Compare any two graphics cards:
Radeon HD 6770 1GB vs Radeon HD 6870
IntroThe Radeon HD 6770 1GB comes with a GPU core speed of 900 MHz, and the 1024 MB of GDDR5 memory runs at 1050 MHz through a 128-bit bus. It also features 800 Stream Processors, 40 Texture Address Units, and 16 ROPs.
Compare those specifications to the Radeon HD 6870, which makes use of a 40 nm design. AMD has clocked the core speed at 900 MHz. The GDDR5 memory works at a speed of 1050 MHz on this specific model. It features 1120 SPUs as well as 56 TAUs and 32 ROPs.
Power Usage and Theoretical Benchmarks
Power Consumption (Max TDP)
Theoretically speaking, the Radeon HD 6870 should be 100% faster than the Radeon HD 6770 1GB in general, due to its higher data rate. (explain)
Texel RateThe Radeon HD 6870 will be quite a bit (about 40%) more effective at AF than the Radeon HD 6770 1GB. (explain)
Pixel RateThe Radeon HD 6870 will be much (approximately 100%) more effective at full screen anti-aliasing than the Radeon HD 6770 1GB, and should be able to handle higher screen resolutions better. (explain)
Please note that the above 'benchmarks' are all just theoretical - the results were calculated based on the card's specifications, and real-world performance may (and probably will) vary at least a bit.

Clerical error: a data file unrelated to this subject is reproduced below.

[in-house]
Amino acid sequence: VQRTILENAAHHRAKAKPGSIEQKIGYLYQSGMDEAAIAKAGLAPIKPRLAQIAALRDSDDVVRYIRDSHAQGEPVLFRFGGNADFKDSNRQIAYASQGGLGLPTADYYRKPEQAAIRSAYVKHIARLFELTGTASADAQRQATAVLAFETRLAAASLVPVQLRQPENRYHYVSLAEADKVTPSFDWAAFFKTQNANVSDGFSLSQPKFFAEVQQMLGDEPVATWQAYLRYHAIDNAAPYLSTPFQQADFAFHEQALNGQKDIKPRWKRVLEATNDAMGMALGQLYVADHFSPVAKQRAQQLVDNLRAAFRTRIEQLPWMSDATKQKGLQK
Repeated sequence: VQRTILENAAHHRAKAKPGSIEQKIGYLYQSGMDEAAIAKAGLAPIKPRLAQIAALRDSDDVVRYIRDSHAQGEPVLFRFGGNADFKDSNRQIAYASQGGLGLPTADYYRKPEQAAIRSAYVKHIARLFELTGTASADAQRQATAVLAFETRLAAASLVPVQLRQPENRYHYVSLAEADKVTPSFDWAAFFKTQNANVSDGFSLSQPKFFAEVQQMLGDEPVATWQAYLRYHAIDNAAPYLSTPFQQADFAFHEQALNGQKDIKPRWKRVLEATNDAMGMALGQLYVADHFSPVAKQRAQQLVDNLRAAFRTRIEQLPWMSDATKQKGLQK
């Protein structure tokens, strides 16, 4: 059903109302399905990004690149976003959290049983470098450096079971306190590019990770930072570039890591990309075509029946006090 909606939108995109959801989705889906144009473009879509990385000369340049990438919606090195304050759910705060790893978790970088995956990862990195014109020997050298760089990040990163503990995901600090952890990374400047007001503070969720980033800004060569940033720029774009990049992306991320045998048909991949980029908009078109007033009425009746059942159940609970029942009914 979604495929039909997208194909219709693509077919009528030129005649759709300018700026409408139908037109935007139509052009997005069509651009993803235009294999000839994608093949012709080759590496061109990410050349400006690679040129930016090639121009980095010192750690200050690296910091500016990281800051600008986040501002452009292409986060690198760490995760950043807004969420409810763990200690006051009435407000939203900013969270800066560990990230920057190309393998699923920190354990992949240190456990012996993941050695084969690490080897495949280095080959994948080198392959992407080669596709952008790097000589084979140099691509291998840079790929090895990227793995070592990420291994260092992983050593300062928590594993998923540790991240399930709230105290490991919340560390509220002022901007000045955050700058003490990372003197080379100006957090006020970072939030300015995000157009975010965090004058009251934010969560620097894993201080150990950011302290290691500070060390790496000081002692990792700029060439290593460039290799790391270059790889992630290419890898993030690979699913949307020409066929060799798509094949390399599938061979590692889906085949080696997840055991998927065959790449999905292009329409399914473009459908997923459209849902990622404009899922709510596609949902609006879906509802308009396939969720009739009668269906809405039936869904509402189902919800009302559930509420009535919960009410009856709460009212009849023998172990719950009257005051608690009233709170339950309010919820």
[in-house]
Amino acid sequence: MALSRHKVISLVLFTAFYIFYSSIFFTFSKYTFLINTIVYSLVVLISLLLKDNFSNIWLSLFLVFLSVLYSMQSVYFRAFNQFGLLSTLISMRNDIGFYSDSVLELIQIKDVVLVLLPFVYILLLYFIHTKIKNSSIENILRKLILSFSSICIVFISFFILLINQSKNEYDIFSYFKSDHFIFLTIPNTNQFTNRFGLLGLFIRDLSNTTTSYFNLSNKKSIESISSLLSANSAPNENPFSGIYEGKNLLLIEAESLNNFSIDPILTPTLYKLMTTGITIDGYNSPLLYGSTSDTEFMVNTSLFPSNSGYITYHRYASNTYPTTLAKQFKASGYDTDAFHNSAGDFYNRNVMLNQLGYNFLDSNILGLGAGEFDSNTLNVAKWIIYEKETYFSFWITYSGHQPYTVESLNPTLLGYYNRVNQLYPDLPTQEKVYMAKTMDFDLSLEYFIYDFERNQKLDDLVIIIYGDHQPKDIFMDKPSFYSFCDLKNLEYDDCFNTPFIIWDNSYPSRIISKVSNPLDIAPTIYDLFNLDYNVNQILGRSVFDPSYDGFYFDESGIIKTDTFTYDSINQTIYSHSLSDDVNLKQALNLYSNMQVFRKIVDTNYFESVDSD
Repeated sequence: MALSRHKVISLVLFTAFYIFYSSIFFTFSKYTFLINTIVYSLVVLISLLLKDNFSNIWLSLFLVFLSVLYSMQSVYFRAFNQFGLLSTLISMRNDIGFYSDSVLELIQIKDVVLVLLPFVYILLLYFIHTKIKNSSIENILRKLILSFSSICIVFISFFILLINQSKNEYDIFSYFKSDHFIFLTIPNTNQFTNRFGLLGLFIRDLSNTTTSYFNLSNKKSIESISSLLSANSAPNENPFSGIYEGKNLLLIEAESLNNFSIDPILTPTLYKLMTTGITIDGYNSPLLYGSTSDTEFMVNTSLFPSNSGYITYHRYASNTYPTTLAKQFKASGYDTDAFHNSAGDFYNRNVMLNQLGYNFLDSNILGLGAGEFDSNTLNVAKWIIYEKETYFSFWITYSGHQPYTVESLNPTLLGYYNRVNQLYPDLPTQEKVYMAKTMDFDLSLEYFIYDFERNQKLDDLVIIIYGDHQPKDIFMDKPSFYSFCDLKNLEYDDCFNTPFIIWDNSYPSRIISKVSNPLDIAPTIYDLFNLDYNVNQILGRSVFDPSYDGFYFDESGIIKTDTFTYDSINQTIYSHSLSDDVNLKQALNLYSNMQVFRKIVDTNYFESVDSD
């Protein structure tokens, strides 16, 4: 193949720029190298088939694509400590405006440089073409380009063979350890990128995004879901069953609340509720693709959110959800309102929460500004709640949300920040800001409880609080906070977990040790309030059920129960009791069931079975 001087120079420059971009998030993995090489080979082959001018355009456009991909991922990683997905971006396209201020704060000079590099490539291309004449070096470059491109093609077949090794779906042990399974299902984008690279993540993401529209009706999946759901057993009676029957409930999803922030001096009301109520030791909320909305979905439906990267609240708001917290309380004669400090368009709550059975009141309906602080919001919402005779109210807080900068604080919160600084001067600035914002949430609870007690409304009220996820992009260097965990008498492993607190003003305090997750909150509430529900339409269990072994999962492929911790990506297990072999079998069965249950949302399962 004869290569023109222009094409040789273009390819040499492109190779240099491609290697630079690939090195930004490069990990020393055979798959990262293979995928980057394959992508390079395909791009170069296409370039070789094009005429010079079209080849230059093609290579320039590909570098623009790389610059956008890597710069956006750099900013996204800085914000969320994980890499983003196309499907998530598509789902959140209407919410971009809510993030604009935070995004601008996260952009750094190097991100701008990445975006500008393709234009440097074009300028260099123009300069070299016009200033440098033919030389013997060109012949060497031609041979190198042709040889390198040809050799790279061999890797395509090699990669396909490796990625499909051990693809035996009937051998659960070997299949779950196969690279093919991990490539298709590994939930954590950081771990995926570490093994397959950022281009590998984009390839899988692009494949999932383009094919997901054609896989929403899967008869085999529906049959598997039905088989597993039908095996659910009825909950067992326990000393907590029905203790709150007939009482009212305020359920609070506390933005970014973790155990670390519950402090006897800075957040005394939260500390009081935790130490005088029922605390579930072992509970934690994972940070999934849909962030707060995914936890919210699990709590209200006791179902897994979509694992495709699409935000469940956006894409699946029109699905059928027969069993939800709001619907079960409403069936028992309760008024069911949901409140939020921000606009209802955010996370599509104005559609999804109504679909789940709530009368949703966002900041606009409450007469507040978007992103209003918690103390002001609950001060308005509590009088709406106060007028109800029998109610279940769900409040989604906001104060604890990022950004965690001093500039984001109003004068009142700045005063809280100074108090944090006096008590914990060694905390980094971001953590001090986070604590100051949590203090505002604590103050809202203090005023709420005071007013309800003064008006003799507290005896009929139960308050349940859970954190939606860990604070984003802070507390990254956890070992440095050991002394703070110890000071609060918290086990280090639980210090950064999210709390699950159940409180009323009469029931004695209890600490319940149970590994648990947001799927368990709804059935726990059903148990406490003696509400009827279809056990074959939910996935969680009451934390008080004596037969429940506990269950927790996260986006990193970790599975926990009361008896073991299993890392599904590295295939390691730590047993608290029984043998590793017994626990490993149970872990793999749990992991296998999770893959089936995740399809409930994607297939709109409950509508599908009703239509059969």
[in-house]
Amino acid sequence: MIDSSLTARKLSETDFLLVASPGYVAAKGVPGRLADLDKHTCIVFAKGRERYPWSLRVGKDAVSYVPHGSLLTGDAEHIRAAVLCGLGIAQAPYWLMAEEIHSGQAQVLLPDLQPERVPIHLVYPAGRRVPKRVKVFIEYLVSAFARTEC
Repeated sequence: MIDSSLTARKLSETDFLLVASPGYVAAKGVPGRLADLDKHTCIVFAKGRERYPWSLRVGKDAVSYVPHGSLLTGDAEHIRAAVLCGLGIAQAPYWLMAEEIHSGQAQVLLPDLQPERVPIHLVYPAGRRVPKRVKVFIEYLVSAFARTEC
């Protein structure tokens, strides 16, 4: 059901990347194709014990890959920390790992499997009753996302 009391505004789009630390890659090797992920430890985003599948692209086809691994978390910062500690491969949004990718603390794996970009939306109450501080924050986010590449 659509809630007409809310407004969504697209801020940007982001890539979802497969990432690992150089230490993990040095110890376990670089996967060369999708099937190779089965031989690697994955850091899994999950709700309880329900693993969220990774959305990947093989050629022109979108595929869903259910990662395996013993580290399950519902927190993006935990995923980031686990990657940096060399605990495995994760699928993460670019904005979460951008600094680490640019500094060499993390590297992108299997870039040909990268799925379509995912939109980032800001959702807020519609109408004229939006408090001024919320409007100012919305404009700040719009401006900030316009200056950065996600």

Please note that the price comparisons are based on search keywords - sometimes it might show cards with very similar names that are not exactly the same as the one chosen in the comparison. We do try to filter out the wrong results as best we can, though.
Memory Bandwidth: Memory bandwidth is the largest amount of data (in units of MB per second) that can be transferred past the external memory interface within a second. The number is calculated by multiplying the bus width by the speed of its memory. In the case of DDR memory, it should be multiplied by 2 once again. If it uses DDR5, multiply by 4 instead. The better the bandwidth is, the better the card will be in general. It especially helps with anti-aliasing, HDR and higher screen resolutions.
Texel Rate: Texel rate is the maximum amount of texture map elements (texels) that are applied per second. This is worked out by multiplying the total number of texture units of the card by the core clock speed of the chip. The higher the texel rate, the better the video card will be at handling texture filtering (anisotropic filtering - AF). It is measured in millions of texels applied in a second.
Pixel Rate: Pixel rate is the maximum number of pixels the graphics card could possibly write to its local memory in a second - measured in millions of pixels per second. The number is calculated by multiplying the number of colour ROPs by the the card's clock speed. ROPs (Raster Operations Pipelines - also sometimes called Render Output Units) are responsible for filling the screen with pixels (the image). The actual pixel fill rate also depends on many other factors, most notably the memory bandwidth - the lower the memory bandwidth is, the lower the potential to get to the maximum fill rate.